BEIRUT (AFP) - Syrian President Bashar al-Assad said in an interview Monday that "factors are not yet in place" for peace talks despite efforts by world powers to convene a meeting next month.
In the wide-ranging exchange broadcast on Lebanon's Al-Mayadeen television, Assad also said he was willing to run for a third term in office.
His comments came as US Secretary of State John Kerry, who has been pushing for a peace conference next month in Geneva, said any attempt by Assad to be re-elected would extend the country's civil war.
"No time has been set, and the factors are not yet in place if we want (a US-Russian peace initiative dubbed Geneva 2) to succeed," Assad told Al-Mayadeen.
"Which forces are taking part? What relation do these forces have with the Syrian people? Do these forces represent the Syrian people, or do they represent the states that invented them?" the embattled leader asked.
The United States and Russia have been trying to organise the Geneva 2 conference - first announced last year - on the heels of a deal which Syria accepted to destroy its chemical arsenal by mid-2014.
Assad has systematically refused to recognise as legitimate the National Coalition opposition umbrella group, which insists on his ouster, a demand the regime rejects.
"How can these forces represent the Syrian people if they live abroad. They don't dare to come to Syria... But claim to control 70 percent of Syrian territory," through fighting on the ground, he said.
"There are many questions about the conference... What is the framework of the conference?" Assad asked.
He has also repeatedly accused the Coalition of working under the orders of regional and Western backers.
"The solution (to Syria's war) must be a Syrian solution, regardless of whether foreign powers recognise it. It doesn't matter. What matters is that the Syrian people recognises it," said Assad.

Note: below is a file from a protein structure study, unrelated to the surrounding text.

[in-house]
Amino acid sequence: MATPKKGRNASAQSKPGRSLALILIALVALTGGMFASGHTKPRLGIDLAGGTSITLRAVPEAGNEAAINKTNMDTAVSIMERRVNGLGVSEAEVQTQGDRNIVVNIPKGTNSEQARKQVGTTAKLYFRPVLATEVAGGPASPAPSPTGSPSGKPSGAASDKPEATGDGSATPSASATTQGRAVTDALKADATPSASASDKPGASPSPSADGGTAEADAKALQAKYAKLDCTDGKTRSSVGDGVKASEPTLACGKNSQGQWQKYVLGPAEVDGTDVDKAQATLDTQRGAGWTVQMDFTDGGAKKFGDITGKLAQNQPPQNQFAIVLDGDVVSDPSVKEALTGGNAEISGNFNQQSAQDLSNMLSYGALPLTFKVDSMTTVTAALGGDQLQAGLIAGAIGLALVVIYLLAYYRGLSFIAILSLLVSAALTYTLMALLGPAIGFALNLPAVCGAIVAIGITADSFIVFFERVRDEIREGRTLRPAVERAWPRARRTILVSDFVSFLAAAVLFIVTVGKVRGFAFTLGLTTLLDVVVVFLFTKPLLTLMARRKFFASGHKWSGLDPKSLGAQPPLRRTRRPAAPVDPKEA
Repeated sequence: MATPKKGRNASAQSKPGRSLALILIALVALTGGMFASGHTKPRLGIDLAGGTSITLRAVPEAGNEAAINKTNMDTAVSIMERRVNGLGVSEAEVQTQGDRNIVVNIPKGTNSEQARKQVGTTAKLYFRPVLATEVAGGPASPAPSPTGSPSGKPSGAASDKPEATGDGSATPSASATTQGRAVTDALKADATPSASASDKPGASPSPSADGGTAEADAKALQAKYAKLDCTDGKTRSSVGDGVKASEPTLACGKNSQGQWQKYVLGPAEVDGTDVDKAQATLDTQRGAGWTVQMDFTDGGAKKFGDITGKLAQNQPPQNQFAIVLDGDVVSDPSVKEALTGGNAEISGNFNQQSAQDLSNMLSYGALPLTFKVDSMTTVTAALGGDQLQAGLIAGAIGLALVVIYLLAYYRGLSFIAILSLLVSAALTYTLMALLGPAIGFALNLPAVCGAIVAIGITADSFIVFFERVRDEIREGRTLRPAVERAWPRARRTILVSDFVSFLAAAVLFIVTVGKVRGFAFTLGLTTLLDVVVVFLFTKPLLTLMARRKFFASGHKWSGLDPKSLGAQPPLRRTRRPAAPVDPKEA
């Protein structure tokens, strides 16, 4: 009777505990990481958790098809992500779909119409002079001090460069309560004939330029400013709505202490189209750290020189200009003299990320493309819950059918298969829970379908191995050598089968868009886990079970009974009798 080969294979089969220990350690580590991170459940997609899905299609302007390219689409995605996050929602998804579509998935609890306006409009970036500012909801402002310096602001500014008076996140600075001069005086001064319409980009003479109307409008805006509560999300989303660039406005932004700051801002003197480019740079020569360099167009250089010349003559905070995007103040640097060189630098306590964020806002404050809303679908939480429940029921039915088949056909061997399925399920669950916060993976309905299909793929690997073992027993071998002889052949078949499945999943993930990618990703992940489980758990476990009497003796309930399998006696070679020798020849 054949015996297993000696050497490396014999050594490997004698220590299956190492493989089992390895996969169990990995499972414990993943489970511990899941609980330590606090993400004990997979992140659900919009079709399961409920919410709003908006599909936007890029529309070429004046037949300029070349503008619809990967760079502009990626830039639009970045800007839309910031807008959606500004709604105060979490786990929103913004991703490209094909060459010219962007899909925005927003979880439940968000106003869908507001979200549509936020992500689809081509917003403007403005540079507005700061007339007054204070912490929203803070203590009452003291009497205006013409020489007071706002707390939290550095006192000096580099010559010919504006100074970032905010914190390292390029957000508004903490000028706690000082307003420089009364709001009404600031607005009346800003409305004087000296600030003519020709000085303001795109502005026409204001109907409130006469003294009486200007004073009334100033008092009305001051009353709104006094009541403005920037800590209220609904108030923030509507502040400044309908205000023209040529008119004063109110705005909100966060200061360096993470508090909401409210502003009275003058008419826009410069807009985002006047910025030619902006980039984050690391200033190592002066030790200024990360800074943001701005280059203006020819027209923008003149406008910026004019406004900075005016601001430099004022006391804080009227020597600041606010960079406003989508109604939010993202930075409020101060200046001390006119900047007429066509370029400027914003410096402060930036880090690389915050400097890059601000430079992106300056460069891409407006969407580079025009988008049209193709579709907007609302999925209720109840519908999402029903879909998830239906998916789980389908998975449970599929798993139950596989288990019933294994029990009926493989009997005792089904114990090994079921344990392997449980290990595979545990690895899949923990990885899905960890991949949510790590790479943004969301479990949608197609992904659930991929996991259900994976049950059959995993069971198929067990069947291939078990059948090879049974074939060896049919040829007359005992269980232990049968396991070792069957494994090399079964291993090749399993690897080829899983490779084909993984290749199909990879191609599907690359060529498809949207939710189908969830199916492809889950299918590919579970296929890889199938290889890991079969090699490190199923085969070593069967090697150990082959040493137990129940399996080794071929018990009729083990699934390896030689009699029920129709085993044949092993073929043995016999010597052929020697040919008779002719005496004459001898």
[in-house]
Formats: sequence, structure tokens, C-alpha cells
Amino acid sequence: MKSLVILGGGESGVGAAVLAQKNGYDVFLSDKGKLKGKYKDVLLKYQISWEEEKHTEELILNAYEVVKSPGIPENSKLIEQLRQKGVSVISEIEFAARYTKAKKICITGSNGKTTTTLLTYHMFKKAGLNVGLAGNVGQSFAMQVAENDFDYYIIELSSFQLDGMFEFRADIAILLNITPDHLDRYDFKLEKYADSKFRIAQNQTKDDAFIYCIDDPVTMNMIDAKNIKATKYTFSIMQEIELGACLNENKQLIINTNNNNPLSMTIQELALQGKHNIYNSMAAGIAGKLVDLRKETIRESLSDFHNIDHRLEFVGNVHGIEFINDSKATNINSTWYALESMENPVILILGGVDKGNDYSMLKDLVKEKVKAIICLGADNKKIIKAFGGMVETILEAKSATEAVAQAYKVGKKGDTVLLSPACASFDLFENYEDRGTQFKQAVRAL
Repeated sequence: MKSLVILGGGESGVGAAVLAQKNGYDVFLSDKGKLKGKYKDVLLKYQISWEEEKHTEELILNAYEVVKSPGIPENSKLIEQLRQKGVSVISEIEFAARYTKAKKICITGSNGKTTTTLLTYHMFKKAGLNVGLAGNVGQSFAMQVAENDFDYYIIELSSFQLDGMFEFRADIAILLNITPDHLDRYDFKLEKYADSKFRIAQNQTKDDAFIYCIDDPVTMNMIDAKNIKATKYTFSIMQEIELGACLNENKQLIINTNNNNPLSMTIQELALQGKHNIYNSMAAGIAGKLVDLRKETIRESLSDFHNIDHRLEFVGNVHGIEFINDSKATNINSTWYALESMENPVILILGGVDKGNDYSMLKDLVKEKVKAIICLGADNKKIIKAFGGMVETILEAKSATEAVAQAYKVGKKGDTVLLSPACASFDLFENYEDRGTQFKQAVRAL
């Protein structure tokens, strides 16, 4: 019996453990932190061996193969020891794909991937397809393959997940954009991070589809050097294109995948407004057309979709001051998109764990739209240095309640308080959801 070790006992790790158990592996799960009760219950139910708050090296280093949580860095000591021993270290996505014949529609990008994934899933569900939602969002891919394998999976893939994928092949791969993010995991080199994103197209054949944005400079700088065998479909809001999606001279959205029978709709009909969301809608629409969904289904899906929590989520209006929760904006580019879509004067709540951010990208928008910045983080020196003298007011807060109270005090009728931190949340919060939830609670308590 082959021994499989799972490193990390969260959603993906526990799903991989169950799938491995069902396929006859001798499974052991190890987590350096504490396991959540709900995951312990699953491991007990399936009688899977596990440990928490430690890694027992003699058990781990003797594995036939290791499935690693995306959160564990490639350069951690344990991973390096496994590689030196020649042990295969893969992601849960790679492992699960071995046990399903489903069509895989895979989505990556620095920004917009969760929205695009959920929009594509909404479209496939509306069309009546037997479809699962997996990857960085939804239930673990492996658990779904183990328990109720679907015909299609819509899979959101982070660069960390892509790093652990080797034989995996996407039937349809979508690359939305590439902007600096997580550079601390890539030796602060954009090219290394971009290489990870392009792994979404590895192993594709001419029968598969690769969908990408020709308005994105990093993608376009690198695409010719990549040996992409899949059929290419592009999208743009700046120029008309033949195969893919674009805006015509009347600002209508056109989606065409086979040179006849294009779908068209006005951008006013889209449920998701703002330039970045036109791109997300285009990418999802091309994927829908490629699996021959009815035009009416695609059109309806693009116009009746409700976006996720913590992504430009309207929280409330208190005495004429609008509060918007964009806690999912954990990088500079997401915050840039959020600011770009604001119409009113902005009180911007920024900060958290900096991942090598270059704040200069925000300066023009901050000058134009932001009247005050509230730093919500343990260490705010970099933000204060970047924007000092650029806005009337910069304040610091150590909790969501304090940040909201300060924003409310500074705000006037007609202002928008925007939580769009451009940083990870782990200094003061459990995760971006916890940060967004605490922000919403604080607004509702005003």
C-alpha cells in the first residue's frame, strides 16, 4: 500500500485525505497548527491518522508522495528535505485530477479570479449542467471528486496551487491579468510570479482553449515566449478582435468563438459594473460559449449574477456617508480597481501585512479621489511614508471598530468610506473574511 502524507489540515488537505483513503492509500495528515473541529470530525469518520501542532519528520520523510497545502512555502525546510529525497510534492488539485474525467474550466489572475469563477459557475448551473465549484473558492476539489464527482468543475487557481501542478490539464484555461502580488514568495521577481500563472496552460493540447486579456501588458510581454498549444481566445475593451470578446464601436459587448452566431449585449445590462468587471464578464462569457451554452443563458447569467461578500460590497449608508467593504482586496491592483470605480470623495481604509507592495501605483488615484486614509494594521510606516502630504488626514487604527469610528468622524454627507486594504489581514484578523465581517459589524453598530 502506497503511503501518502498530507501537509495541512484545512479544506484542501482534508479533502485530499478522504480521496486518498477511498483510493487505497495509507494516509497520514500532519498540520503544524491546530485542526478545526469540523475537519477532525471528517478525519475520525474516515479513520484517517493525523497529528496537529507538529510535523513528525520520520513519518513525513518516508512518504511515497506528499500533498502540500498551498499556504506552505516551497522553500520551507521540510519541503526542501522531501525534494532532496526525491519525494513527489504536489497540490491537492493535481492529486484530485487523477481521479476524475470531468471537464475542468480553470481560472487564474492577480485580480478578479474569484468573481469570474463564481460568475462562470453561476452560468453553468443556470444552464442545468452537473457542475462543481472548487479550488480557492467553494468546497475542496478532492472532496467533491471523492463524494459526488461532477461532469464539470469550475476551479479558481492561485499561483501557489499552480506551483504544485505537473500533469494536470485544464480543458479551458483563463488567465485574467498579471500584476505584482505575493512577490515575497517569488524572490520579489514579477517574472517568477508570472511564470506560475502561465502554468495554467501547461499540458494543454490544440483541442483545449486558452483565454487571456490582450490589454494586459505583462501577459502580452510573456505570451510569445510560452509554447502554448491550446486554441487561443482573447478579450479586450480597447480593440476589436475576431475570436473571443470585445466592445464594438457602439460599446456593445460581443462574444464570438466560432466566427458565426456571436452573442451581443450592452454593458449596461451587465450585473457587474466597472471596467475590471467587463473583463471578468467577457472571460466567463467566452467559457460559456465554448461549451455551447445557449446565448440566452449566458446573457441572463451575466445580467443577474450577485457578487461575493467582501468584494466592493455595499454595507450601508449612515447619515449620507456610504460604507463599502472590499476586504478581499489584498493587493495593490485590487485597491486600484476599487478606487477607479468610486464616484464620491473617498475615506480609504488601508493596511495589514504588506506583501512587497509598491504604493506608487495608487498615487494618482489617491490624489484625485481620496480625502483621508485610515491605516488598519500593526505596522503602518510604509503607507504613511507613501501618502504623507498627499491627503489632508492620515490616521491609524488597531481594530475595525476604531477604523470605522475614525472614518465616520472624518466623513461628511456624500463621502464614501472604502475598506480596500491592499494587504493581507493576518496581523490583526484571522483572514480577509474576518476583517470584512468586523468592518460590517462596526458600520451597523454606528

"The issue is a Syrian issue... Whether the conference is held or not is not what matters most. The most important issue is, should the conference be held, will it succeed or not? That is the question. And up until now, the factors are not yet in place for it to succeed." Asked whether he would run for re-election, Assad, who succeeded his later father in 2000, said: "My answer depends on two factors. The first is the personal desire, and the second is the will of the people.
"Regarding the first point, the one related to me personally, I don't see any reason why I shouldn't run in the next election." Kerry, in Paris where he met Arab League representatives ahead of a meeting on Tuesday of the opposition and its Western and Arab backers, warned Assad's re-election would doom the country.
"If he thinks he's going to solve problems by running for re-election, I can say to him, I think that certainly this war will not end as long as that's the case that he's there," Kerry said.
Assad's interview also came as UN-Arab League envoy Lakhdar Brahimi was in Baghdad on the second leg of a regional tour to raise support for the peace conference, which according to the chief of the Arab League should be held on November 23.
The Syrian leader said he would welcome Brahimi back to Damascus as long as "he sticks to his mandate and does not overstep it." "He is tasked with a mediation mission. A mediator should be neutral," said Assad.
Brahimi has not visited Damascus since late 2012 when he came under harsh criticism from Syrian authorities for urging Assad not to run for re-election.
In the interview Assad also described Syria's branch of the Muslim Brotherhood, a key bloc of the opposition, as a "terror group", the blanket term used by his regime to refer to opponents and rebels that have risen against him since March 2011.
"The years since I came to this position up until the start of the Syrian crisis have proven at several junctures that it is an opportunist group that relies on hypocrisy, not religion," he said.
And he charged that oil powerhouse Saudi Arabia, a main backer of the Syrian opposition, was carrying out US policy against his regime.
"Does anyone dare to objectively describe (Saudi policy on Syria) as the policy of an independent state? Saudi Arabia is a state that fully implements the policies of the United States," said Assad.
Damascus has consistently refused to recognise the existence of a legitimate revolt calling for political change, frequently describing the uprising against Assad's rule as a foreign plot against Syria.